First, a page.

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A Little Reader Feedback

Right here in the middle of the week, we're turning things over to you, the reader. That's right; it's Reader Feedback...Wednesday!

We start with Larry's comment on OOXML becoming an ISO standard (a topic that, incidentally, seems to have produced a record number of comments on the RCPmag.com blog site). Larry says:

"I know we have 'independent standards bodies,' but maybe they need to take a new look at what it means to be standard. If any product has 90 percent market penetration, it is by definition a (de facto) standard. Microsoft should have never been put through the hoops they went through to get OOXML standardized by the non-standard (other than paper), no-market-penetration OpenOffice.org standard. This indicates that the (independent) standards bodies can be manipulated by other competitive entities to make a de facto standard a non-standard. How ironic."

Larry, we're with you on this one. The interesting thing about OOXML's victory (subject to lots of challenges) is that it shows Microsoft's prowess in the industry. The fact is, though, that Microsoft document formats have been standards for a long time because they're what people actually use. OOXML's win is kind of like Microsoft dunking on an opponent rather than going for a layup -- not entirely necessary, but a nice little statement all the same.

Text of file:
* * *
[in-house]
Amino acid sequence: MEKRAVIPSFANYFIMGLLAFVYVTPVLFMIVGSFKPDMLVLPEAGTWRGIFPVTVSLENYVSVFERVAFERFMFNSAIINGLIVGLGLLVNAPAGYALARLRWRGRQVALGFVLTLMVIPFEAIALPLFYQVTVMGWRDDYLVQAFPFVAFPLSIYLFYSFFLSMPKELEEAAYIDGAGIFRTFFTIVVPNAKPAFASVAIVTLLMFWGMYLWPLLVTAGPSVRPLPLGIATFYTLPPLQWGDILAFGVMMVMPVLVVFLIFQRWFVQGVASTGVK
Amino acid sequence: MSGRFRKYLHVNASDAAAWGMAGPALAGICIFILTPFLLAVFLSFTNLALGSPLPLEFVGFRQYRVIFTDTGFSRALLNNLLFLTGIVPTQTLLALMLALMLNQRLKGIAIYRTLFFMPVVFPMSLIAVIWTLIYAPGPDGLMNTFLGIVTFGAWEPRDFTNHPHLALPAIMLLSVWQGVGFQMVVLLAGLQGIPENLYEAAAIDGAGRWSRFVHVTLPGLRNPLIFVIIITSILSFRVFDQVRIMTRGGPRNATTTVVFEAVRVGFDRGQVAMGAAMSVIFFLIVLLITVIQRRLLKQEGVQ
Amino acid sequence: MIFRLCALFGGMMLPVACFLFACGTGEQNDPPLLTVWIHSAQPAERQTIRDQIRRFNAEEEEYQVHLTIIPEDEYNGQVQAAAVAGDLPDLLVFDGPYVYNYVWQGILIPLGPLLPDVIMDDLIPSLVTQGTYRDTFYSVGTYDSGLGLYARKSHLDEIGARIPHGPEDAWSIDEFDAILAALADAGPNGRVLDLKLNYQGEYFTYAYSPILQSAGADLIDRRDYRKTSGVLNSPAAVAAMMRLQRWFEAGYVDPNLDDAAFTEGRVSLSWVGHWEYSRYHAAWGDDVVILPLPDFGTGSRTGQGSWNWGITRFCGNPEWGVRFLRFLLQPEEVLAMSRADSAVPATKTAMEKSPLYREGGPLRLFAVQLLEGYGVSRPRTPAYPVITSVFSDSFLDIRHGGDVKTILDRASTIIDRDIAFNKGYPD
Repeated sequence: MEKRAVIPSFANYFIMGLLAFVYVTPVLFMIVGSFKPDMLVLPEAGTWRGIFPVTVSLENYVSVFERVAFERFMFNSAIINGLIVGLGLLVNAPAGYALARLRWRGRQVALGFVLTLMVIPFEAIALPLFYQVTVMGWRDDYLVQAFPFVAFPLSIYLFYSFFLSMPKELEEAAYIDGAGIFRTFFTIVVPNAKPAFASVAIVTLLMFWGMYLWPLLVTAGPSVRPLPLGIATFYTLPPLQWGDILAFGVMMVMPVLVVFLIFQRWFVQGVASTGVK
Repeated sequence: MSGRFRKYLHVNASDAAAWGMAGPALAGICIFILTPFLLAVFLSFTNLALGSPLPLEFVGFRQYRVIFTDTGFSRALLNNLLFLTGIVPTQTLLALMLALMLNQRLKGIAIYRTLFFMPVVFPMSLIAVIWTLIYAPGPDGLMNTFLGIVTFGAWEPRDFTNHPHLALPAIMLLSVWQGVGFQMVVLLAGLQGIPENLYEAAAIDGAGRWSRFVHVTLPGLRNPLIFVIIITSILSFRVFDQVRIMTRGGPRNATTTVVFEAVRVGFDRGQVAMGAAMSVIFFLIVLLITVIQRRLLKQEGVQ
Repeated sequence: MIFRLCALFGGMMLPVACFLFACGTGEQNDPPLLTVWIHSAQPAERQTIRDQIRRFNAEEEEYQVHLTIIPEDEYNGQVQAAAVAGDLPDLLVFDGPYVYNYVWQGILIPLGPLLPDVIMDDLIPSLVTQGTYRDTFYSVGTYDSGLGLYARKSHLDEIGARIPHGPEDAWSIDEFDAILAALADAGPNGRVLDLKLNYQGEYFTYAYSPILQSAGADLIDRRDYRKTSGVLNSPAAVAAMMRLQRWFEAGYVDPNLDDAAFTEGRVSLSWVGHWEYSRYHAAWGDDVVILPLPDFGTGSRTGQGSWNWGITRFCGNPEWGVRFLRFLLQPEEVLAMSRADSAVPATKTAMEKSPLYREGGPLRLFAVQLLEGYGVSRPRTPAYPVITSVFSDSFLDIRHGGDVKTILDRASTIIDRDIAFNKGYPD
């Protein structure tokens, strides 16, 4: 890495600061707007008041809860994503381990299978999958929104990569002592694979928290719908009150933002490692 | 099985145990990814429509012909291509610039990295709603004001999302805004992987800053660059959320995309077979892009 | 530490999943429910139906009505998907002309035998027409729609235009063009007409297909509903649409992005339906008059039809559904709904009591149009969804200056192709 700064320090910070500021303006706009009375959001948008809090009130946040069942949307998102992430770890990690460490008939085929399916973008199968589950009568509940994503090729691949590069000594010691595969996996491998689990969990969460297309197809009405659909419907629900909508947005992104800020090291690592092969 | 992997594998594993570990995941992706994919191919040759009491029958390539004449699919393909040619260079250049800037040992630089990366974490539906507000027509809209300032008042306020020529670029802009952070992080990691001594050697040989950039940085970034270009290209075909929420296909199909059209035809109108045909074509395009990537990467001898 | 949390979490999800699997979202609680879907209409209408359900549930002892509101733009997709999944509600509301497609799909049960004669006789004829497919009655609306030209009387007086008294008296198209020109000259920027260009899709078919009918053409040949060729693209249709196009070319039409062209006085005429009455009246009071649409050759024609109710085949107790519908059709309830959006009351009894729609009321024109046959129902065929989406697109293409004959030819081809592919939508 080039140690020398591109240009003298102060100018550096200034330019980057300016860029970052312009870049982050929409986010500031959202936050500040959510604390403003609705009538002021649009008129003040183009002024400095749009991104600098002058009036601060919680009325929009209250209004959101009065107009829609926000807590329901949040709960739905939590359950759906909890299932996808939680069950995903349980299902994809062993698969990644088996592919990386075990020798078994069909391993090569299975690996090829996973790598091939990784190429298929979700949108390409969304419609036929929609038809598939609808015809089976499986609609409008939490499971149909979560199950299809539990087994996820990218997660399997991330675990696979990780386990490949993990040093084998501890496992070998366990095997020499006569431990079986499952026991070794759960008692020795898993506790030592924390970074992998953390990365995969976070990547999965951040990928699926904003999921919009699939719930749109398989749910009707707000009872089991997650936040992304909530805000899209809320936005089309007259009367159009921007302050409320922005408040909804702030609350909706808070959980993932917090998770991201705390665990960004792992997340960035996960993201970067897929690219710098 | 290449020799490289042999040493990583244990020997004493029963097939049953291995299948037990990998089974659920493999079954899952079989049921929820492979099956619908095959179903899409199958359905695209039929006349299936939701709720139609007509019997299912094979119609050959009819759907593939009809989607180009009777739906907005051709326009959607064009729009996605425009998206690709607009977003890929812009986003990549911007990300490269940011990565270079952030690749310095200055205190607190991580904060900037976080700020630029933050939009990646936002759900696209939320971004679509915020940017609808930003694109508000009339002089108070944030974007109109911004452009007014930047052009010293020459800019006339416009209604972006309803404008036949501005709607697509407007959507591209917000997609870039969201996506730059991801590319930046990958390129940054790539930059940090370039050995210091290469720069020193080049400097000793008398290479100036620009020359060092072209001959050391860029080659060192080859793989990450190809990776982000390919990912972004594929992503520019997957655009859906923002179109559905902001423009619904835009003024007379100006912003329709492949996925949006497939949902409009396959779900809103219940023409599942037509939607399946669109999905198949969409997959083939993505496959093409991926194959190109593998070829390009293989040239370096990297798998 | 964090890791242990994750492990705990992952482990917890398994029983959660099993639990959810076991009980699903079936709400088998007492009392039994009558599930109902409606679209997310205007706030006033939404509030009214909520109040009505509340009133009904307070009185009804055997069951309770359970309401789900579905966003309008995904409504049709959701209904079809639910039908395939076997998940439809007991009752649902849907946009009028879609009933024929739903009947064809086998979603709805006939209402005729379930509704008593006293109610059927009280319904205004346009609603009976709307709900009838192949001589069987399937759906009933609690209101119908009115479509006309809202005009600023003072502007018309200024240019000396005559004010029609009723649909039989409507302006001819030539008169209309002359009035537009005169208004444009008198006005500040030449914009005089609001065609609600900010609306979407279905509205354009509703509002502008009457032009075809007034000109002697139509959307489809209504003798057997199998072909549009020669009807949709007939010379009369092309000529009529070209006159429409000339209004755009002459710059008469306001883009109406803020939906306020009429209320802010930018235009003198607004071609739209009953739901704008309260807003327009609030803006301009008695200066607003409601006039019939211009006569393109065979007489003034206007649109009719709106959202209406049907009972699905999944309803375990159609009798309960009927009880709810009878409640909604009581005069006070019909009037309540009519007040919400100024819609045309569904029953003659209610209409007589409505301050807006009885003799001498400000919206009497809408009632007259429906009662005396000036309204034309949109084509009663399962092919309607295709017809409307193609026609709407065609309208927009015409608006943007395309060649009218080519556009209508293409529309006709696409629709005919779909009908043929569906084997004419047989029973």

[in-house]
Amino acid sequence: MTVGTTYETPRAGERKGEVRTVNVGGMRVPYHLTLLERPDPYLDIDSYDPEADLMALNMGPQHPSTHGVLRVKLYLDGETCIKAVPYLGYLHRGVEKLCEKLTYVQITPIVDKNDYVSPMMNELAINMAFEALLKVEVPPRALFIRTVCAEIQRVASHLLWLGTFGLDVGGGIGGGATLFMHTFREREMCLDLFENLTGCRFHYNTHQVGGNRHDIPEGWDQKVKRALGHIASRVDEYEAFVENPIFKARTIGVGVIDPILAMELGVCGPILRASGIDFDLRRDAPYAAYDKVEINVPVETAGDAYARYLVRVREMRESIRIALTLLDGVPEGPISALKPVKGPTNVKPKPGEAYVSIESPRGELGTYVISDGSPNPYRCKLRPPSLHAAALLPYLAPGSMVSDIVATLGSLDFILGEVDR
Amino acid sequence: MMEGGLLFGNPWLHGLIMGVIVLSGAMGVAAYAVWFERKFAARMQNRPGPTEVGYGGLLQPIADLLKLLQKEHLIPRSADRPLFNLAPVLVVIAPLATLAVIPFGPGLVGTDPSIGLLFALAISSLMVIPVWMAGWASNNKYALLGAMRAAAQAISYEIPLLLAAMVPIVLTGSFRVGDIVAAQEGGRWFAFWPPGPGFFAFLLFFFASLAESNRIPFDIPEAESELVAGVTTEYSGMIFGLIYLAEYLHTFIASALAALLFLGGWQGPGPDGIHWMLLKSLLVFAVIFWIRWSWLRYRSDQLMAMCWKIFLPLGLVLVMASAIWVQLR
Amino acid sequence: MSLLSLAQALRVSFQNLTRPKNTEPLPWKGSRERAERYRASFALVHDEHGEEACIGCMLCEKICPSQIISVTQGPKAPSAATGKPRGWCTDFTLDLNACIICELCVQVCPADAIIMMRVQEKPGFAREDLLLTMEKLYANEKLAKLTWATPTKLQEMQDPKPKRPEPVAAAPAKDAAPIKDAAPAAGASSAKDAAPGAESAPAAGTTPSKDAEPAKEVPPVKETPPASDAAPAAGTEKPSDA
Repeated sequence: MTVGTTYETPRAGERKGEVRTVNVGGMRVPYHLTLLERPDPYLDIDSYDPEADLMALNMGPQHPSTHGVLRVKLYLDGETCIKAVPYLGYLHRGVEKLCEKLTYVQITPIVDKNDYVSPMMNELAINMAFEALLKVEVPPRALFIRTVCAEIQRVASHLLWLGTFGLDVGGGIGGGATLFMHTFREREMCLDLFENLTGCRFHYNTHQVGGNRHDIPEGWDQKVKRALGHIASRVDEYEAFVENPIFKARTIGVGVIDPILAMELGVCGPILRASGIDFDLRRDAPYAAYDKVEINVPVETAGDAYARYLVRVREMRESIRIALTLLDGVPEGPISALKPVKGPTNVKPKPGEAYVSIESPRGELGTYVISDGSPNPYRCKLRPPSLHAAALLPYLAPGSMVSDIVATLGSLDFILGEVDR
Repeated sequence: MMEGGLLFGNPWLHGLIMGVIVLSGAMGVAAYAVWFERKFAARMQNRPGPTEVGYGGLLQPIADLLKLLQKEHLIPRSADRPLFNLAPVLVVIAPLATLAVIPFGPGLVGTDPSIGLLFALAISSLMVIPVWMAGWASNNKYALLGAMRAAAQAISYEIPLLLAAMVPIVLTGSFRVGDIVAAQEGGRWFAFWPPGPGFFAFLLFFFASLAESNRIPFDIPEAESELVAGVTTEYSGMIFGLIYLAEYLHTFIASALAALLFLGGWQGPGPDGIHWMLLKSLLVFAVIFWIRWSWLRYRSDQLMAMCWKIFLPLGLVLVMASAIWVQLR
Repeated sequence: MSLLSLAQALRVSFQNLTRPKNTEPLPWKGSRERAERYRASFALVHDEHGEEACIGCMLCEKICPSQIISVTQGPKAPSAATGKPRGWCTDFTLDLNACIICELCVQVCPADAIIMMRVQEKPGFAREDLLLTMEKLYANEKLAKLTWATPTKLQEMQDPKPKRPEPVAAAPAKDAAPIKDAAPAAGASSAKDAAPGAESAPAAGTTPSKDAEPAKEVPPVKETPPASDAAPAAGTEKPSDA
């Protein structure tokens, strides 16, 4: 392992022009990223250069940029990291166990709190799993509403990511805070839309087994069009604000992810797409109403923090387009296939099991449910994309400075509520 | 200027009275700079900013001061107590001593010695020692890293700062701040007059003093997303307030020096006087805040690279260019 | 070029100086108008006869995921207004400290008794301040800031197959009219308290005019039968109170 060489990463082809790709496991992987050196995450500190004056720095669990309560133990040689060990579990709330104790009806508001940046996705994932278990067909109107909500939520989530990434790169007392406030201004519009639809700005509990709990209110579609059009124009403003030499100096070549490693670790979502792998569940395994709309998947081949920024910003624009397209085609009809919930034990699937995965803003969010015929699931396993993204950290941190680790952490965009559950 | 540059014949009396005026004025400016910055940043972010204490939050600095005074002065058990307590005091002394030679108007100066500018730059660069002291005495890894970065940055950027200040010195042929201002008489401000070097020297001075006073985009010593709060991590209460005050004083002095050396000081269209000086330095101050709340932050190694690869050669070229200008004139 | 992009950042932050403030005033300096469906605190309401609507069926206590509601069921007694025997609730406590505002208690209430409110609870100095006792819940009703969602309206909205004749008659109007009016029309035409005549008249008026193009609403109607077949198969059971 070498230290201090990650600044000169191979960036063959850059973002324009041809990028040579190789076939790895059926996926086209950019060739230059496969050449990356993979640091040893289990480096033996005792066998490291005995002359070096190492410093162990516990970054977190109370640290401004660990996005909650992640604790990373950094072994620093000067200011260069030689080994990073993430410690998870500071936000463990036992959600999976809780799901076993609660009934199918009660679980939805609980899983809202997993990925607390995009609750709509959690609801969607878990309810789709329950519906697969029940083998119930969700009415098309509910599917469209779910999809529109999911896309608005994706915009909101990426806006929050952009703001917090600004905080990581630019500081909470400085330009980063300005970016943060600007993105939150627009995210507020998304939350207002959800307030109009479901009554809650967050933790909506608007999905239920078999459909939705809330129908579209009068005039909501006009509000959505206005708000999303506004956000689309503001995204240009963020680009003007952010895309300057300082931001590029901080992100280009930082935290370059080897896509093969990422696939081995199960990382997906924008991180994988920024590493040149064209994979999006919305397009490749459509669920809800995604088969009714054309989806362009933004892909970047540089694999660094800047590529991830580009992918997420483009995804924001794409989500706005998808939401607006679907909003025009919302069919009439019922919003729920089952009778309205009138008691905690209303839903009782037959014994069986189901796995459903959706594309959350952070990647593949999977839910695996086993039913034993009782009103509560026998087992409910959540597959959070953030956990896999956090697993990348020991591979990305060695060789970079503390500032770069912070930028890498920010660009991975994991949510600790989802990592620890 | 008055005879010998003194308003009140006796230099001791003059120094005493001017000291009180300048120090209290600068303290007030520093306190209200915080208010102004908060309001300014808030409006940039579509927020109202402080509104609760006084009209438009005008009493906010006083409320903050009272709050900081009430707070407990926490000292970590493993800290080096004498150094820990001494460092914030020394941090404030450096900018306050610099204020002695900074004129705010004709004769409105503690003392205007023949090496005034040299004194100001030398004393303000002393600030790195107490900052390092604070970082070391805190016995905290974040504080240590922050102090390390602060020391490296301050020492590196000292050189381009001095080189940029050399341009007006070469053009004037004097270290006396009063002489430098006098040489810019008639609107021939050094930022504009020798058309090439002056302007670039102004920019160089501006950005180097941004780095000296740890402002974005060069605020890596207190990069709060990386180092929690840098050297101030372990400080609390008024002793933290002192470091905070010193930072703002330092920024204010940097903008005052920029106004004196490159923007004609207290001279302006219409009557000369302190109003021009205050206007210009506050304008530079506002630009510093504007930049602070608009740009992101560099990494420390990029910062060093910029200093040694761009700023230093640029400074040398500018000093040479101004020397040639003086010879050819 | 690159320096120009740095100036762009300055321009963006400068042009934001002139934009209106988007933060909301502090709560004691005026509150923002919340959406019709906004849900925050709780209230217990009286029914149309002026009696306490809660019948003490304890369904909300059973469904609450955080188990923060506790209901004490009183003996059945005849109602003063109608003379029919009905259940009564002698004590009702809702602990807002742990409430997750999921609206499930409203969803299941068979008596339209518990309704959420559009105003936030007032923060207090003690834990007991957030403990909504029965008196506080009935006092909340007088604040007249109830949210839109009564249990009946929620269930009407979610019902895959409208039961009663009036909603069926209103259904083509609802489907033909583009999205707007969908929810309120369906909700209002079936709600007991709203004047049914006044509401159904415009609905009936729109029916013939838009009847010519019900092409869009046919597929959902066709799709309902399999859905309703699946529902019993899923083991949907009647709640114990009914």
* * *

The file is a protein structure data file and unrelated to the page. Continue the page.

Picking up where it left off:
And then there's the sad story of Avistar, a cautionary tale of Microsoft's darker tendencies. However, says Pat, this story, like any other, has more than one side:

"I would suggest that you might be a bit more careful before taking sides. I'm the CEO of a small company that peers networks and has tools for managing video conferencing. We have known, talked to and tried to work with Avistar for the last four years and have watched as they played the same game with Polycom, RADVision and Tandberg.

"From a product perspective, they were outdated, inefficient and lacked a lot of what was needed, but going after and threatening companies for payment was their prime revenue stream.

"I say hats off to Microsoft for not taking the BS [BS meaning 'boring stuff,' of course. Hey, it's a family newsletter. --L.P.] they were dishing out. They were weak because they sold almost nothing; they were not industry-compliant, had strange views on what the world really needed and simply missed the mark and felt that threatening all in the industry was a great path.

"Well, in life, be careful what you wish for. Live by the sword, die by the sword. They might have finally met a company that did not want to be blackmailed."

Interesting! We'll be looking further into this, and we can certainly understand Pat's perspective. However, we're still disturbed that Microsoft would use its position of power to apparently put a smaller, struggling company out of business and steal its stuff. We're not saying that Avistar's a babe in the woods here, only that two wrongs don't make a right and that Microsoft still comes off as a big bully in this case.

Thanks to Larry and Pat for their contributions. Have a deeply held grievance or a word of praise for anything you've read in RCPU? Send it to [email protected]. (And don't stop commenting on stories on the blog site, either. Keep the banter going. We love that activity, even if your editor, unfortunately, reads comments but rarely has time to join in the fun. We're jacks of all trades here, after all, and there's still a magazine to produce. There are no full-time bloggers in this neck of the woods.)

Posted by Lee Pender on April 09, 2008 at 11:54 AM


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